In 1984, together with the ethnologist, Fritz Trupp, and the social psychologist, Norbert Minkendorfer, Kristian Fenzl founded the interdisciplinary Institute for Ethno-Design. In co-operation with artists, architects and social researchers, this studies the artistic statements and forms, which flow into the design process of various ethnic groups.
The rapid changes to passed-on traditions are described by Fritz Trupp, who serves as an ethnologist in the Institute for Ethno-Designs interdisciplinary team, as follows: In the course of major economic and social upheavals, many ethnic groups have sacrificed their traditions. The degree to which traditional systems of values alter is mirrored to an equal extent by the artistic statements of these peoples. Therefore, original tribal art is frequently subject to dissolution and the emergence of new forms of artistic creativity. Now, production no longer, or not only, takes place for the local market (household items, architecture, ritual objects), but also for an external one (tourist art). It is interesting to observe that these new artistic statements do not necessarily mean that traditional creativity is lost. This fact is exemplified by the manner in which the Herero from Botswana continue to erect their huts in their original style, but using empty beer cans, or the toy cars made by the children from shoe polish tins, old tent pegs and wire.
The starting-point for Kristian Fenzls study trips was quasi his scholarship to the Stellenbosch University in South Africa, which he undertook following the completion of his studies. Moreover, during the 1970s, as an artist and designer he carried out research in the course of numerous journeys to North and Central America, India and the Near East.
However, Kristian Fenzl is not a specialist within a limited area, but rather a cosmopolitan both with regard to the arts and his approach to life, which derived from his upbringing. His father, the Steyr optician, Alfred Fenzl, was already recognised in the 1950s as a researcher and collector of non-European art and for example, had accompanied the documentary film-maker, Leni Riefenstahl, as a photographer during her first trip to Black Africa. In addition, an uncle in Tunisia, who was an agricultural specialist, and an uncle in Brazil, who was a construction engineer, were the object of frequent visits and an influence on his youth and development. Surrounded by curiosities and affected by ethnic art, Kristian began to paint and also demonstrated an exceptional talent for design.
In the 1980s, shared study trips with the co-founders of the Institute for Ethno-Design resulted in exhibition projects involving the art of the Dogon and the Makonde and other African tribes.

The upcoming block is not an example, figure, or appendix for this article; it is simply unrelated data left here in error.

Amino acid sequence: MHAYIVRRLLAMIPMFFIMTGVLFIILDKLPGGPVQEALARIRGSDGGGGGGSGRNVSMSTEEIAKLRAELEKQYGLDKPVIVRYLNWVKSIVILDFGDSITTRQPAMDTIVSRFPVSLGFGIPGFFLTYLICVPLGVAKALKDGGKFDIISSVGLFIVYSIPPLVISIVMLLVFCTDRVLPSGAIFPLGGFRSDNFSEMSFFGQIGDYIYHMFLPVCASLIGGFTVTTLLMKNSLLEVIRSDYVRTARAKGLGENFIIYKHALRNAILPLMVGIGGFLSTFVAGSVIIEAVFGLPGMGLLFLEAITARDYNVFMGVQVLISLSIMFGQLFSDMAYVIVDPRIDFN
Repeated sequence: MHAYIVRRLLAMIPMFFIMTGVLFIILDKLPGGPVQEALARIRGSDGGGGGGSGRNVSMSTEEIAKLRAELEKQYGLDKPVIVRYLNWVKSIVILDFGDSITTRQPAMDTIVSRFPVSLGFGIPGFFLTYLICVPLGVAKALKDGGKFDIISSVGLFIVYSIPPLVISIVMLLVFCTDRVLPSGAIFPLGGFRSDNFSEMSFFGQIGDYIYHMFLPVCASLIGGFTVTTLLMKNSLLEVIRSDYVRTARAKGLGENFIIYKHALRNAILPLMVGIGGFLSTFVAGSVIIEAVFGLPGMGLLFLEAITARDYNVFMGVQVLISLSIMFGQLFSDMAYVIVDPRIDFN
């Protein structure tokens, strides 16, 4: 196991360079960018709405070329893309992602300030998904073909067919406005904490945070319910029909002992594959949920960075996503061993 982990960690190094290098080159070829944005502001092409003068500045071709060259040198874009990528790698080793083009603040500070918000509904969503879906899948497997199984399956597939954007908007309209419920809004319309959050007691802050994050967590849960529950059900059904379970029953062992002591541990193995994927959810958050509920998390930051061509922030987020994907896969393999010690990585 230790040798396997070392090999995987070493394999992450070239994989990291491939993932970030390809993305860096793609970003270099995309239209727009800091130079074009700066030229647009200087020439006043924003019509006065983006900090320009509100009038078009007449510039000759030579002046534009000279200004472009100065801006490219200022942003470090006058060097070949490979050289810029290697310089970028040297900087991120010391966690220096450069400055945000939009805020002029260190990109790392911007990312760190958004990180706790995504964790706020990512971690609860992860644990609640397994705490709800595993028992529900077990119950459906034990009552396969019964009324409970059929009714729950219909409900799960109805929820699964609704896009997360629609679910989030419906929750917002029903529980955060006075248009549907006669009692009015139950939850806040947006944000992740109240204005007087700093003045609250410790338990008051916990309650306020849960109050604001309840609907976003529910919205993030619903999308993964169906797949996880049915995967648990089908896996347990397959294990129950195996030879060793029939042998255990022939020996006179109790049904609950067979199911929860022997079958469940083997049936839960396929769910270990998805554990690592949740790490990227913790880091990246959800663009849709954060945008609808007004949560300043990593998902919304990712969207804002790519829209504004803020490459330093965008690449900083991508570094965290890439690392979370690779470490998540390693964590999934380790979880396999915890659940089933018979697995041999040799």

One of many study projects involved a research expedition in teamwork with the Vienna Anthropological Museum (Völkerkundemuseum) and the University of Vienna (Prof. Dr. Armand Duchateau) to Irian Jaya (West Papua New Guinea).
In addition to Kristian Fenzl, Helmut Gsöllpointer (professor at the University of Art and Design Linz) and the ethnologist, Fritz Trupp, participated in this exhibition, which via waterways led into this otherwise impenetrable jungle region.
In territorial terms, this area consists of a huge, swampy labyrinth of rivers and a mangrove coast with a length of at least 200 kilometres. One special feature is that the rivers have a reversed flow, as the tides have an effect that extends for up to 100 kilometres inland. The Asmat, an indigenous population group, who have no form of calligraphy, inhabits the region, which is roughly the same size as Belgium. The bulk of the Asmat collection in the Schmiding Museum in Upper Austria was obtained during this expedition and some rare objects went to the Anthropological Museum in Vienna.
Everyday objects in the public domain and aesthetic needs in daily life constitute an interesting area for field observations in differing countries. The demands made on routine objects vary greatly and possess national specificity. In Western Europe, uniform, contemporary design in the public area is esteemed. Telephone boxes, waste bin and street lighting are largely produced using standardised, modern styling.
By contrast, the Brazilians demonstrate great imagination with regard to the design of their telephone boxes in the Amazon region. In the city of Belem, they can be admired in the shape of a natural mussel (while elsewhere they assume the form of simple plates), or they are designed as colourful parrots, which offer shelter against the frequent tropical downpours.
Conversely, in China such profane objects as waste bins are matched to the house where they stand.
Each bin receives a separate design, irrespective of whether it is facing a pagoda, or positioned in front of the Great Wall. While in our concept of China, the idea of the uniformity of the people and a standardised look predominates, on a small-scale a wealth of designs and colours flourishes. The Chinese favour bright shades and striking designs with regard to childrens clothing and this individuality is projected onto the wearers.
In 1996 and 1997, the Neue Galerie of the city of Linz was the venue for an extensive, documentary exhibition regarding the art and culture of the Makonde tribe of southern Africa. The Makonde live on both sides of the Ruvuma River, on the border between Mozambique and Tanzania and loans from the Maputo National Museum in Mozambique and exhibits from the Livingstone Museum in Zambia supplemented the expedition.
Hon. Prof., Dr. Norbert Minkendorfer, 2009
social psychologist, Steyr, OÖ